Review: Elegy for a Dead World

Elegy For A Dead World CAPlatform: PC/Mac/Linux

Developer: Dejobaan Games

Publisher: Dejobaan Games

# of Players: 1

ESRB Rating: N/A

Official Site

Score: A- (90%)


Whether or not you like to write, there’s an excellent chance that you love storytelling in one way or another. Dejobaan Games’ excellent Elegy for a Dead World is a game about writing that’s not just for writers and to some “gamers” out there, isn’t really a videogame in the traditional sense. There are no scores tallied, no bad guys to dispatch, and only three relatively small and short themed planets to explore. But it’s neither the journey nor the destination that’s the selling point here.

elegy_ks_gif The game encourages you to sit down, unhook your brain from its box and let your fingers do the talking as you write anything you wish. Yes, there are numerous writing prompts you can use and there’s great fun in pretending to speak in another voice as some of the prompts suggest. But for some players, the experience of free-styling their way through each world and sharing their stories with others will be the big draw… Continue reading

Elegy for a Dead World Out Now: Creative, Genius.


As I noted last week before I even got a review code, Dejobaan Games’ Elegy for a Dead World is probably a game that will get non-gamers to play it. After firing up the game last night and taking it for a brief spin, let’s just say that it’s everything I thought and then some. I’ll save the longer words and high praise for the full review, but this may be the surest cure for a case of “writer’s block” you’ll ever see. Just for kicks, here’s a list of the first writing prompts I saw when I chose a world to explore:

The Proud History of a Dead World
Freeform Writing
Grammar Workshop 101
Ozmandias by Percy Shelly
The Destroyer of Worlds
I Thought ___ But You ___
Ten Rhyming Couplets
Bad Poetry You Wrote on the Bus
The Diary of a Young Girl

Other than Freeform Writing, each prompt has a brief description of what’s required. I did a world and at the end, was prompted to edit or share my work. I chose not to share it, but was surprised to see a story from someone else to read waiting for me on a new screen. Nice. The game not only encourages you to write, but to read and rate other works submitted by players. Things are really going to get interesting now. I just hope I have time to read what’s looking like a growing library of short stories, poems and other writing exercises…

Back in a bit with a full review.

Elegy for a Dead World: Do You Have The Write Stuff?


I know of a few people who hate the act of writing and don’t go near videogames, yet happen to be big fans of fantasy and science fiction. I also know a few writers who don’t much like those genres and aren’t gamers, so it’s always tricky talking to them about games I think might change their minds a tiny bit. When I got a note today from Dejobaan Games about checking out their upcoming adventure game Elegy for a Dead World and watched the video above, every light bulb in my head went off at once (ouch!). I think I’ve found my gateway game, ladies and gents. As you can see, the game encourages its players to write about what they see onscreen in a manner somewhat like PC text adventure games back in the 80’s.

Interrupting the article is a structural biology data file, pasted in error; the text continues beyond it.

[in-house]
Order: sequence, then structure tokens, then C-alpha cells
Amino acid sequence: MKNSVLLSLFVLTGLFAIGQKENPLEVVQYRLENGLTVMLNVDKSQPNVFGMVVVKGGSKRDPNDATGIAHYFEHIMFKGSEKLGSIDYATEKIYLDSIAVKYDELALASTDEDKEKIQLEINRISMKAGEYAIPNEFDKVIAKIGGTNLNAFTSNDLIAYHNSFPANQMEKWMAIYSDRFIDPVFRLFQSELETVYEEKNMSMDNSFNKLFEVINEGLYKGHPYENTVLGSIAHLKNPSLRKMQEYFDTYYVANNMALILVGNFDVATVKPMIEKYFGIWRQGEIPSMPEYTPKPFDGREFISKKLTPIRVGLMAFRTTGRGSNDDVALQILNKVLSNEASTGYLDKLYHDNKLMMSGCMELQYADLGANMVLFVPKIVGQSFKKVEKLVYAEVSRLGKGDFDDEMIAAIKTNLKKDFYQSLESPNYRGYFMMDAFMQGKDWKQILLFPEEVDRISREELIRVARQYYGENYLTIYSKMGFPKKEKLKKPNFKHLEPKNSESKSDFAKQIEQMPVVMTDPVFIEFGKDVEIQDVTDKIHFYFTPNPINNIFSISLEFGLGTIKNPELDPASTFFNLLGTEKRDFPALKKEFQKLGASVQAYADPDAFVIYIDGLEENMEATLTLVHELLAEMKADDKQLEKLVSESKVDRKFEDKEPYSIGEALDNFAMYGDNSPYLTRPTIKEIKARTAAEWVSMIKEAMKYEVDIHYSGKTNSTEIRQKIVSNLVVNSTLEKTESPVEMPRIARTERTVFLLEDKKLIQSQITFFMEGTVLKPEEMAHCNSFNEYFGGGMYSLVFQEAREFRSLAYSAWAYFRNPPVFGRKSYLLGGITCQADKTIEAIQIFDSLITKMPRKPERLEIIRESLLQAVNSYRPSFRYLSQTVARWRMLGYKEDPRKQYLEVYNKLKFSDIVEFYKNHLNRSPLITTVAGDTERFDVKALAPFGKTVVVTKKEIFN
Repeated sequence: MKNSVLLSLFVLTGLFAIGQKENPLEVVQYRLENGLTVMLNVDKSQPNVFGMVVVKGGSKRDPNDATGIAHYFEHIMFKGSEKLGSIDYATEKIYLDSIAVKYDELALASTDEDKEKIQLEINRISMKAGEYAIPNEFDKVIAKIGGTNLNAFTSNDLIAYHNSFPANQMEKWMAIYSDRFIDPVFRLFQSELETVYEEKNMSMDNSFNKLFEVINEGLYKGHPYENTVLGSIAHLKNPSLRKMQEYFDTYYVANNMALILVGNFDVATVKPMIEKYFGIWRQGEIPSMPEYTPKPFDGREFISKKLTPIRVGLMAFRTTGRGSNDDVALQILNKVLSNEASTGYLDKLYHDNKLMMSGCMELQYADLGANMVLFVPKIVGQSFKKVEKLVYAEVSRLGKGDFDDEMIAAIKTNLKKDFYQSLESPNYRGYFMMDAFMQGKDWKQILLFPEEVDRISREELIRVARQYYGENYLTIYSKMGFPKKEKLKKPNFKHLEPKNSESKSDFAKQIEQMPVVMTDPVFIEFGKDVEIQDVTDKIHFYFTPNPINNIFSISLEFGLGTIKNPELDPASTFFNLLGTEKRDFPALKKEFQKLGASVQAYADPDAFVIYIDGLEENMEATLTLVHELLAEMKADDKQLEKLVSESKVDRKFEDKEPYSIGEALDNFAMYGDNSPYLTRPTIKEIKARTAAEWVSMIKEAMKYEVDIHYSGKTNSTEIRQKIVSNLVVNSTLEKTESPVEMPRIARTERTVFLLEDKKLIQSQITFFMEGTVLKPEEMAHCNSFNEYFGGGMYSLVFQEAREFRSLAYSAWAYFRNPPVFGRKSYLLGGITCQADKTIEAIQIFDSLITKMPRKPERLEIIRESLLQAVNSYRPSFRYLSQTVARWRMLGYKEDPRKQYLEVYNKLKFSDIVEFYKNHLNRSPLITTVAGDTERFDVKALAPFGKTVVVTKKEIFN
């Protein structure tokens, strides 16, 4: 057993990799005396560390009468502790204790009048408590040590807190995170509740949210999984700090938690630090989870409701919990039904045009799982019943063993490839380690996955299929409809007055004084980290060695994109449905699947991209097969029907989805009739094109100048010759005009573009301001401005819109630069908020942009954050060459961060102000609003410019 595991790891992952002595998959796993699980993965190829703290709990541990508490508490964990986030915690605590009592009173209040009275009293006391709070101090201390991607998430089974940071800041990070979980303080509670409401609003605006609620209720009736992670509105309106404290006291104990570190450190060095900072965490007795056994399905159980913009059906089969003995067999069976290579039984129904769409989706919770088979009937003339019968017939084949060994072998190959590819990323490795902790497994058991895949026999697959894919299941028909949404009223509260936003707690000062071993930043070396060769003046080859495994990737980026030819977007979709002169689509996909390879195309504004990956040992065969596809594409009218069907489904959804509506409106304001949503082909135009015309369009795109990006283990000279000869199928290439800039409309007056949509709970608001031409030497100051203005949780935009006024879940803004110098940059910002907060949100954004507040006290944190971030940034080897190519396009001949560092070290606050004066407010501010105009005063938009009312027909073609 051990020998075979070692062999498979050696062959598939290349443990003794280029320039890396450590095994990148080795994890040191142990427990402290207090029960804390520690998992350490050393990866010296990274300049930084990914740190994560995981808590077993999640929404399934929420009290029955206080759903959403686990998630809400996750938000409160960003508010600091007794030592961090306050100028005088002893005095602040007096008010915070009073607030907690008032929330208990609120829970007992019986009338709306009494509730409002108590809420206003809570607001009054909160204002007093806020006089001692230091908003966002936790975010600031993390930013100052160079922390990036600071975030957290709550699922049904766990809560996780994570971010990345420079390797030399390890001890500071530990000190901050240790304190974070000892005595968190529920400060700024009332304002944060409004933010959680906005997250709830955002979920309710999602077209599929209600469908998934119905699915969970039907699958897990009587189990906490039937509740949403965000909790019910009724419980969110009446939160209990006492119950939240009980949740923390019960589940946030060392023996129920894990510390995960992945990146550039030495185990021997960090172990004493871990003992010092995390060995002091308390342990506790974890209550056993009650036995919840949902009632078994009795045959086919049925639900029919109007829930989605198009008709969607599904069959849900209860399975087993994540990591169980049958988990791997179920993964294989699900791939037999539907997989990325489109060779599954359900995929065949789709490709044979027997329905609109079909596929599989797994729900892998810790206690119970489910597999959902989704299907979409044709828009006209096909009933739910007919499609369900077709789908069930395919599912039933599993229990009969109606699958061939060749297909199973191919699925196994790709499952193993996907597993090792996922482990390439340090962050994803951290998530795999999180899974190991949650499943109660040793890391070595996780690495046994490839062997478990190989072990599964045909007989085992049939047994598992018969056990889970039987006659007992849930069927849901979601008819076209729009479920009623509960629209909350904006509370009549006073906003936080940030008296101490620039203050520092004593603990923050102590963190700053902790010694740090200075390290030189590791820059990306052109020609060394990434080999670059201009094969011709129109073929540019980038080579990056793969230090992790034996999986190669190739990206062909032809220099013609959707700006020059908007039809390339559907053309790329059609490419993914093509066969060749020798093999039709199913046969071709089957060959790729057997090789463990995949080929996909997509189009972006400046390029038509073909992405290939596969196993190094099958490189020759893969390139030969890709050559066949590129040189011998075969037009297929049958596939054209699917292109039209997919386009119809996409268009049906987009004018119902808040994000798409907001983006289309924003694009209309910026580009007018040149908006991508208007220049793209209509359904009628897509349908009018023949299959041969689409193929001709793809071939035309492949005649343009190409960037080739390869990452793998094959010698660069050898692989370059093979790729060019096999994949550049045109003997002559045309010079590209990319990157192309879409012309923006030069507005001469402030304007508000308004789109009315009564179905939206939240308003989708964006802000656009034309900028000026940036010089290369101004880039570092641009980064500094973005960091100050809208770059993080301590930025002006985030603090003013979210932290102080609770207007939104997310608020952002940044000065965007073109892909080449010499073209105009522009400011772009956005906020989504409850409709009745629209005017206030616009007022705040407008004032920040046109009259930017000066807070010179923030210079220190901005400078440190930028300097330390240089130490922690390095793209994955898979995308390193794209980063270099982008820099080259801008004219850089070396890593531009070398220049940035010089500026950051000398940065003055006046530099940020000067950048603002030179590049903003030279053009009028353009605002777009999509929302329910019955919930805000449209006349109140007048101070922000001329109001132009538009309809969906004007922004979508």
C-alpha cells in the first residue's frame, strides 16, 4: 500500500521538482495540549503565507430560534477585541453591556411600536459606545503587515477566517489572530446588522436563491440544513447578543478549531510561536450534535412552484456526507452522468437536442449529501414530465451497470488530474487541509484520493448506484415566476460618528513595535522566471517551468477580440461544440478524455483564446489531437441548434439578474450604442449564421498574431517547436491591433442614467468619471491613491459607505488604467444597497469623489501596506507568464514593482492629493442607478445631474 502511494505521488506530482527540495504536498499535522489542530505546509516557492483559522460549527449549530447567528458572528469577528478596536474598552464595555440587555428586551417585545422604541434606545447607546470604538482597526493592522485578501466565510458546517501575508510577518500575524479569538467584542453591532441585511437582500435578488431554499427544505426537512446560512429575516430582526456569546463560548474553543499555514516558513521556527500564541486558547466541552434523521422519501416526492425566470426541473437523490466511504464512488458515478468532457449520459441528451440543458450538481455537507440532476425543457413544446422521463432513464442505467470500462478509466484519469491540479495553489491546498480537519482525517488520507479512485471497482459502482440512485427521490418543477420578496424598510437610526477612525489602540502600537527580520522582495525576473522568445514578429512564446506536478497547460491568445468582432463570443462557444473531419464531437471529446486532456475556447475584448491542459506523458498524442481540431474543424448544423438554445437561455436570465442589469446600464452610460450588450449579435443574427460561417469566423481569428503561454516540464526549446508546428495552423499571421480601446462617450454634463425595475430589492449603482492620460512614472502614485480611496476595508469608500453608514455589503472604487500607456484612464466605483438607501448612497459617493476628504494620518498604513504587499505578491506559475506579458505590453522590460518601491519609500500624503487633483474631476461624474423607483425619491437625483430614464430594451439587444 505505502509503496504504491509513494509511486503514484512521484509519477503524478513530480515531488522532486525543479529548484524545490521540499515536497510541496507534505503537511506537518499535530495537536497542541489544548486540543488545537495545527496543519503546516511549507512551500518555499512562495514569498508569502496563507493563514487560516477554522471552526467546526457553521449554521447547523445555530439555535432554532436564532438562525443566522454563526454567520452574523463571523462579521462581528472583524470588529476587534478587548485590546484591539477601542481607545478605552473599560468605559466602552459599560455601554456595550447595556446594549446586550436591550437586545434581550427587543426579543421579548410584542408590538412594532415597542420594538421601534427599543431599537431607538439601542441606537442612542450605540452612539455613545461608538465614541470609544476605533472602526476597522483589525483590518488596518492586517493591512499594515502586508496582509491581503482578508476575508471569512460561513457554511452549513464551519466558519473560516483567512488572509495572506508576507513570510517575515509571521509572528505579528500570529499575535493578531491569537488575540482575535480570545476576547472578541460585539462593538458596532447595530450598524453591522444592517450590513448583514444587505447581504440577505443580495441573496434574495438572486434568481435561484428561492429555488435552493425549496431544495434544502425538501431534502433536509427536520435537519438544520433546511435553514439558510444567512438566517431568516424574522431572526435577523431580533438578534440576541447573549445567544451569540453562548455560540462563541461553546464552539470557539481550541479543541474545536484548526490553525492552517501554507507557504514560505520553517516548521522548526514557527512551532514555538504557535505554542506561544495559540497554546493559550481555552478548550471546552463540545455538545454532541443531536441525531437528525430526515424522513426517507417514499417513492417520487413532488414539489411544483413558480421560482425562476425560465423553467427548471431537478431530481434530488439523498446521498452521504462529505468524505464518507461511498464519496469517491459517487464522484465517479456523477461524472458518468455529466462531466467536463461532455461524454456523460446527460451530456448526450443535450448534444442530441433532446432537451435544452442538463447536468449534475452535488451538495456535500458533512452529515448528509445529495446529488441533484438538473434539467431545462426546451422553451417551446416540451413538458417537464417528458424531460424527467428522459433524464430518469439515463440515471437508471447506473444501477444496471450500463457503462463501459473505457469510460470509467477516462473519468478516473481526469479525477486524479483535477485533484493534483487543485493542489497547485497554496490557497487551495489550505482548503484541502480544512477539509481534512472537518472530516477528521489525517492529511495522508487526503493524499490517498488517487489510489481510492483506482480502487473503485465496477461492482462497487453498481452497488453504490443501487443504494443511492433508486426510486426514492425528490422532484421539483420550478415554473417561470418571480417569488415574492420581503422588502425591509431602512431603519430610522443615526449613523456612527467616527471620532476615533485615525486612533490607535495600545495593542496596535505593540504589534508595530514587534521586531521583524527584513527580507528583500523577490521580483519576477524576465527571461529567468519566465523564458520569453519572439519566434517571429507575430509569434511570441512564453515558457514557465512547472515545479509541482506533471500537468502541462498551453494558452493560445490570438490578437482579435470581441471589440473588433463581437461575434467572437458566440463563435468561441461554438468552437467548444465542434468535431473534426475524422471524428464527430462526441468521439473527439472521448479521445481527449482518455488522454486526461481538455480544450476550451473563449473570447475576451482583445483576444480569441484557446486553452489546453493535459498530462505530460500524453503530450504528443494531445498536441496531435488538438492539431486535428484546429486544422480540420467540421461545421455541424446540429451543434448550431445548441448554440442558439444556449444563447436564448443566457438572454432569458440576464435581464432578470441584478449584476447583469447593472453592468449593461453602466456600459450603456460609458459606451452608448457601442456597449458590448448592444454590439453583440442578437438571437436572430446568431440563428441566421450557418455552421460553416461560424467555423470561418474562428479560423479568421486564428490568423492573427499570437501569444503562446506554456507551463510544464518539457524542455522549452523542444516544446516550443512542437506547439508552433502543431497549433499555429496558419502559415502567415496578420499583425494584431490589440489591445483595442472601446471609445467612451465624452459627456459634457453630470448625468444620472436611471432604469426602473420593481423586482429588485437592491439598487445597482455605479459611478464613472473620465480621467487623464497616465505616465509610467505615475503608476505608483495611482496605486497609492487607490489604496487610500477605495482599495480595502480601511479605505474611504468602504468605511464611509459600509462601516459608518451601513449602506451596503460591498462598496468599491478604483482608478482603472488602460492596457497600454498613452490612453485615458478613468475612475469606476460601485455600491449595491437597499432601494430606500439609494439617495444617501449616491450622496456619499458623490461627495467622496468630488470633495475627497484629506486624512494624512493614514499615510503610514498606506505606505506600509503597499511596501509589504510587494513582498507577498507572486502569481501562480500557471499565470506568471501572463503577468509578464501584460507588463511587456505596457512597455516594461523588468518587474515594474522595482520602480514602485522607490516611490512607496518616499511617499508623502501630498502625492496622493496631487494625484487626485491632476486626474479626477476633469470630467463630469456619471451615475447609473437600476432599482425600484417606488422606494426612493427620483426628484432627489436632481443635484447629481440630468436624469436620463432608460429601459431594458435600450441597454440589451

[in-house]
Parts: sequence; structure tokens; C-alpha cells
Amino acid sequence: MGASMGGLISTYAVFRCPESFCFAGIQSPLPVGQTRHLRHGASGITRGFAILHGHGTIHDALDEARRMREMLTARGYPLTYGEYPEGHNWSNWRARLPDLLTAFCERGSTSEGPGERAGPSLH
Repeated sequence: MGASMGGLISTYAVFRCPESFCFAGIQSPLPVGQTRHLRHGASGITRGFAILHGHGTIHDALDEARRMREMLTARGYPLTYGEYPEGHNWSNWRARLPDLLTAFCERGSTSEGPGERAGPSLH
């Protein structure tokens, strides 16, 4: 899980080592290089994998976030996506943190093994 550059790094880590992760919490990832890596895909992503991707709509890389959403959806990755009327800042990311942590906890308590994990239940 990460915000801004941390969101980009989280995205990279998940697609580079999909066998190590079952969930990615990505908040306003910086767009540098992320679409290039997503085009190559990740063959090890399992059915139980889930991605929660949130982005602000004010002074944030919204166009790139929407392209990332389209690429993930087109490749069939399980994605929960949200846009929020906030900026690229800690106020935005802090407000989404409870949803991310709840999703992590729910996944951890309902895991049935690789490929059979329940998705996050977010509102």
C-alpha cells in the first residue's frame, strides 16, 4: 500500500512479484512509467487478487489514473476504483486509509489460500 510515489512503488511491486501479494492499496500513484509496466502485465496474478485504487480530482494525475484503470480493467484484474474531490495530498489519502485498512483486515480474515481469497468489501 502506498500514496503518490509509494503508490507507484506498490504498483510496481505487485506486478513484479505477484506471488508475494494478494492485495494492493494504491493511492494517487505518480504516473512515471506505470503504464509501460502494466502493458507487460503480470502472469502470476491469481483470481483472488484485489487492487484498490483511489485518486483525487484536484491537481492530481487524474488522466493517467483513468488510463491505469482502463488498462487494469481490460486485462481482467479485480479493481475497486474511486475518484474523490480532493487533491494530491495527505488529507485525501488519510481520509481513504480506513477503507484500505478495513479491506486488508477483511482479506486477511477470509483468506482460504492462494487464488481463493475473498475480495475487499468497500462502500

Or, to be a bit more precise:

In Elegy for a Dead World, you travel to distant planets and create stories about the people who once lived there.

Three portals have opened to uncharted worlds. Earth has sent a team of explorers to investigate them, but after an accident, you are the sole survivor.

Your mission remains the same: survey these worlds and write the only accounts of them that outsiders will ever know.

The game will have three worlds to explore, all based on the works of British Romantic Era poets:

Shelley’s World, based on Ozymandias by Percy Bysshe Shelley
Byron’s World, based on Darkness by Lord Byron
Keats’ World, based on When I Have Fears That I May Cease to Be by John Keats


As you explore the landscapes, writing prompts will appear onscreen guiding you to write about objects you come across in any way you see fit. It seems that some prompts will ask for certain styles of writing while others will be free form assignments. The possibilities for creative freedom are boundless and it seems that this game may also make a handy tool to inspire non-writers to get their brains percolating. The game itself as well as what each player creates are only the beginning of the adventure. Dejobaan is hoping players will want to share their unique stories with others. There’s an option to have your words put into print using a few online book printing services or users can log into the Steam Workshop to read others’ tales and share their own. One of the best things about the game that makes it easy to recommend are its fairly low system requirements. The game will run on Windows (XP and up), Mac, Linux and SteamOS enabled systems. There’s no doubt Dejobaan wants as many people as possible to experience this one and write their own stories as they play.


Interestingly enough, I’ve always thought I’d be a lousy writer of fiction, but Elegy for a Dead World is certainly going to get me thinking outside the box I’ve tossed my brain into. We’ll see what happens in a bit, but I’ve got ideas bubbling up just from looking at screenshots. Back in a bit…

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